The positive role of traditional Chinese medicine as an adjunctive therapy for cancer


Autor: Xiaoyi Zhang et al.


Journal: BioScience Trends, englisch


Traditional Chinese medicine (TCM), especially Chinese herbal medicines and acupuncture, has been traditionally used to treat patients with cancers in China and other East Asian countries. Numerous studies have indicated that TCM not only alleviates the symptoms (e.g., fatigue, chronic pain, anorexia/cachexia, and insomnia) of patients with cancer and improves their quality of life (QOL) but also diminishes adverse reactions and complications caused by chemotherapy, radiotherapy, or targeted-therapy. Therefore, Chinese herbal medicines and acupuncture and other alternative therapies need to be understood by TCM physicians and other health care providers.

This review mainly summarizes the experimental results and conclusions from literature published since 2010, and a search of the literature as been performed in the PubMed, MEDLINE, Web of Science, Scopus, Springer, ScienceDirect, and China Hospital Knowledge Database (CHKD) databases. Some Chinese herbal medicines (e.g., Panax ginseng, Panax quinquefolius, Astragali radix, Bu-zhong-yi-qi-tang (TJ-41), Liu-jun-zi-tang (TJ-43), Shi-quan-da-bu-tang (TJ-48), and Ban-xia-xie-xin-tang (TJ-14)) and some acupuncture points (e.g., Zusanli (ST36), Zhongwan (CV12), Neiguan (PC6) and Baihui (GV20)) that are commonly used to treat cancer-related symptoms and/or to reduce the toxicity of chemotherapy, radiotherapy, or targeted-therapy are highlighted and summarized.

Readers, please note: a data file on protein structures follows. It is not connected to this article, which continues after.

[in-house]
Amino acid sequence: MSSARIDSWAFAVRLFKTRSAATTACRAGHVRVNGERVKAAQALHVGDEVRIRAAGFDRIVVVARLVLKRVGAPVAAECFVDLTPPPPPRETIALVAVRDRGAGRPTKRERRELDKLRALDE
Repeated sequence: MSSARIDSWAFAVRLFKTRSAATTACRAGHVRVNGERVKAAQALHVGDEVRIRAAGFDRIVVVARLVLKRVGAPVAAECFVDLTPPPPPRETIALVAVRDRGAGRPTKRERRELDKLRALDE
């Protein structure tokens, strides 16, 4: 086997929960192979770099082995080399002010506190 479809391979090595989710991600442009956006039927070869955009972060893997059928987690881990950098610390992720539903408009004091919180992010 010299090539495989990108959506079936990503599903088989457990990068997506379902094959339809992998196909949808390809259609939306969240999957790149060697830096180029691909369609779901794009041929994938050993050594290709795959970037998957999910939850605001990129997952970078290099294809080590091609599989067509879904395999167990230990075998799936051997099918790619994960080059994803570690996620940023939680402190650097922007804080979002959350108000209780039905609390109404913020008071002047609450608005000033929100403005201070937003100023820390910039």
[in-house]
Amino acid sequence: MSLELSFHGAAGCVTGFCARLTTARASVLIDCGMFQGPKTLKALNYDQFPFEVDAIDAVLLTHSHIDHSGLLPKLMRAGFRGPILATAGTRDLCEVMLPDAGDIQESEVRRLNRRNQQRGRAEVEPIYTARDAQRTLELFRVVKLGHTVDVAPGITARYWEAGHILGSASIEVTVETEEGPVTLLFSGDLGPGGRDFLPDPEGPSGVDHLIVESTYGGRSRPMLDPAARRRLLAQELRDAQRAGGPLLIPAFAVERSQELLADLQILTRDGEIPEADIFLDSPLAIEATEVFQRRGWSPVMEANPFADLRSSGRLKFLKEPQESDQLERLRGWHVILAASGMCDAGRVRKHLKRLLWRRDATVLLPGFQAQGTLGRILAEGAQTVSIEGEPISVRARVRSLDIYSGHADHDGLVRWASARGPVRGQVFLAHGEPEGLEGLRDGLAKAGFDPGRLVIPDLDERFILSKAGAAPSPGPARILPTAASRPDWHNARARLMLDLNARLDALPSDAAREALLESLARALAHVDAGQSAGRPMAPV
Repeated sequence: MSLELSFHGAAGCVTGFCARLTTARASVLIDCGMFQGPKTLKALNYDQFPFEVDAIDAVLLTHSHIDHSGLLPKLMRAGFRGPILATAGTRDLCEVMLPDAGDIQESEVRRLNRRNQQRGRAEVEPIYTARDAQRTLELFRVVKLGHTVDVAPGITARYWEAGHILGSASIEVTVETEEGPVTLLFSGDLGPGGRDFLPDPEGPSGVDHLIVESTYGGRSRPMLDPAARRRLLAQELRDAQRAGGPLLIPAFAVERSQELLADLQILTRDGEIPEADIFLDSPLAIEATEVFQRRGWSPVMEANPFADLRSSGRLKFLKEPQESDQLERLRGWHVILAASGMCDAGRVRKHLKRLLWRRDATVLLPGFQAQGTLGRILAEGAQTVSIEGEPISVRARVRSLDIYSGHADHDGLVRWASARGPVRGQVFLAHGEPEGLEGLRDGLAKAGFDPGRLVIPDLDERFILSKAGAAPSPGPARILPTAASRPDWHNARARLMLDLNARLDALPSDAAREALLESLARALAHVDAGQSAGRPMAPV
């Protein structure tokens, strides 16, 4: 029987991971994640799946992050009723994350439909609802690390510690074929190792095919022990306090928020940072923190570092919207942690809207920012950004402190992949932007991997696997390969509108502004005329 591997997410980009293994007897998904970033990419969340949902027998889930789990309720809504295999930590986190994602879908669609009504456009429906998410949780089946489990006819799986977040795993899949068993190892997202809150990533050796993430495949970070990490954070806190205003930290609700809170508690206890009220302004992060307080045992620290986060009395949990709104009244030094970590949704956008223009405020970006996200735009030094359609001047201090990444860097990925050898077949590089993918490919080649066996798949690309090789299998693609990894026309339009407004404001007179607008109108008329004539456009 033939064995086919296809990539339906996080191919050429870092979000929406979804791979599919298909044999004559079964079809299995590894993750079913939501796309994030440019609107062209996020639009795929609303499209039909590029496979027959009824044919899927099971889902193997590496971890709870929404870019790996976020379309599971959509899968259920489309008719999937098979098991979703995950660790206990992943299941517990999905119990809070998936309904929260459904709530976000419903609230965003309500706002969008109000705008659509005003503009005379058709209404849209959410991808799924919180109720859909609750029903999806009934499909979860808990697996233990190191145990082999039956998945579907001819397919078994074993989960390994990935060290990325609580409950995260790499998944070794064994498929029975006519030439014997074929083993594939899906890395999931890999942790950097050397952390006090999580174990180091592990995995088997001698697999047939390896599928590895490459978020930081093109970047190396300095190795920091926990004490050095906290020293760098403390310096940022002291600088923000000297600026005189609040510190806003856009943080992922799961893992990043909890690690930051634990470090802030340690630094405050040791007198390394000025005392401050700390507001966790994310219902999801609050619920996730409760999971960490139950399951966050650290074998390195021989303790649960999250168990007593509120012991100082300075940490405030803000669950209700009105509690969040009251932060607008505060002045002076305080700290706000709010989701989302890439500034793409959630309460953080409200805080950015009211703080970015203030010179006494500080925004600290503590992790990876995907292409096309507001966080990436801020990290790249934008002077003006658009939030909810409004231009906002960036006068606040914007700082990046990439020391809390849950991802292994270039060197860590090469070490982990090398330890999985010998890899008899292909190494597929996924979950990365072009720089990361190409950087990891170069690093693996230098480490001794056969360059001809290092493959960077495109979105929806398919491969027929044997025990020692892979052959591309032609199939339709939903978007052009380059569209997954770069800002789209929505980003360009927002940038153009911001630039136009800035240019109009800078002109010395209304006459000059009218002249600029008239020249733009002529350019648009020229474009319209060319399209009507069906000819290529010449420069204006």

Through a review of literature, we conclude that TCM can effectively alleviate adverse gastrointestinal reactions (including diarrhea, nausea, and vomiting) to these anti-cancer therapies, decrease the incidence of bone marrow suppression, alleviate cardiotoxicity, and protect against chemotherapy-induced peripheral neuropathy and radiation-induced pneumonitis. Moreover, TCM can alleviate epidermal growth factor receptor-tyrosine kinase inhibitor (EGFR-TKI)-related acneiform eruptions, diarrhea, and other adverse reactions. The hope is that this review can contribute to an understanding of TCM as an adjuvant therapy for cancer and that it can provide useful information for the development of more effective anti-cancer therapies.

However, more rigorously designed trials involving cancer treatment must be conducted in the future, including complete quality control and standardized models at the cellular, organic, animal and clinical levels, in order to study TCM in multiple forms and at multiple levels.


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